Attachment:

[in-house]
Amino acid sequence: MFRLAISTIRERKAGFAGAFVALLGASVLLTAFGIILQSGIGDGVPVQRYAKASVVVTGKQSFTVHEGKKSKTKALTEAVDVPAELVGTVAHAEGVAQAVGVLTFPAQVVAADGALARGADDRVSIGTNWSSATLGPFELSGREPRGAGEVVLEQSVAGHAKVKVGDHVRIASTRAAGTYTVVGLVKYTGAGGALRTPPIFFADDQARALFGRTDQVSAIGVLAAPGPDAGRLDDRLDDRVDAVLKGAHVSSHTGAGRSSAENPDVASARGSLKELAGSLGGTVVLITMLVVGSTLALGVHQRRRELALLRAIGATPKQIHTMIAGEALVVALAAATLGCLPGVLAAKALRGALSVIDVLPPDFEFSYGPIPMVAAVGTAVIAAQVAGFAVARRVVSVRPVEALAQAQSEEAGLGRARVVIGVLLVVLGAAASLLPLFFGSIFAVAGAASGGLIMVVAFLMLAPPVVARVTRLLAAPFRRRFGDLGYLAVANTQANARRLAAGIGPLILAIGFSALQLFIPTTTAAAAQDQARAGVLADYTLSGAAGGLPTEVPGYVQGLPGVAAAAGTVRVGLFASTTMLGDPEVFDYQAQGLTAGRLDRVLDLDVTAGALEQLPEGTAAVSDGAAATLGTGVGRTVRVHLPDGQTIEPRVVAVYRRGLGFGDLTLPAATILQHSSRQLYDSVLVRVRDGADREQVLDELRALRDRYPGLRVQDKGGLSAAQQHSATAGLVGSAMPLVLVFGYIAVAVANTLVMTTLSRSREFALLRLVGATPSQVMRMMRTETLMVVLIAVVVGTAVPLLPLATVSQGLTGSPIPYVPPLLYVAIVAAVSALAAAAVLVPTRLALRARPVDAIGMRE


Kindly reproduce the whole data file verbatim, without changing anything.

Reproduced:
[in-house]
Amino acid sequence: MFRLAISTIRERKAGFAGAFVALLGASVLLTAFGIILQSGIGDGVPVQRYAKASVVVTGKQSFTVHEGKKSKTKALTEAVDVPAELVGTVAHAEGVAQAVGVLTFPAQVVAADGALARGADDRVSIGTNWSSATLGPFELSGREPRGAGEVVLEQSVAGHAKVKVGDHVRIASTRAAGTYTVVGLVKYTGAGGALRTPPIFFADDQARALFGRTDQVSAIGVLAAPGPDAGRLDDRLDDRVDAVLKGAHVSSHTGAGRSSAENPDVASARGSLKELAGSLGGTVVLITMLVVGSTLALGVHQRRRELALLRAIGATPKQIHTMIAGEALVVALAAATLGCLPGVLAAKALRGALSVIDVLPPDFEFSYGPIPMVAAVGTAVIAAQVAGFAVARRVVSVRPVEALAQAQSEEAGLGRARVVIGVLLVVLGAAASLLPLFFGSIFAVAGAASGGLIMVVAFLMLAPPVVARVTRLLAAPFRRRFGDLGYLAVANTQANARRLAAGIGPLILAIGFSALQLFIPTTTAAAAQDQARAGVLADYTLSGAAGGLPTEVPGYVQGLPGVAAAAGTVRVGLFASTTMLGDPEVFDYQAQGLTAGRLDRVLDLDVTAGALEQLPEGTAAVSDGAAATLGTGVGRTVRVHLPDGQTIEPRVVAVYRRGLGFGDLTLPAATILQHSSRQLYDSVLVRVRDGADREQVLDELRALRDRYPGLRVQDKGGLSAAQQHSATAGLVGSAMPLVLVFGYIAVAVANTLVMTTLSRSREFALLRLVGATPSQVMRMMRTETLMVVLIAVVVGTAVPLLPLATVSQGLTGSPIPYVPPLLYVAIVAAVSALAAAAVLVPTRLALRARPVDAIGMRE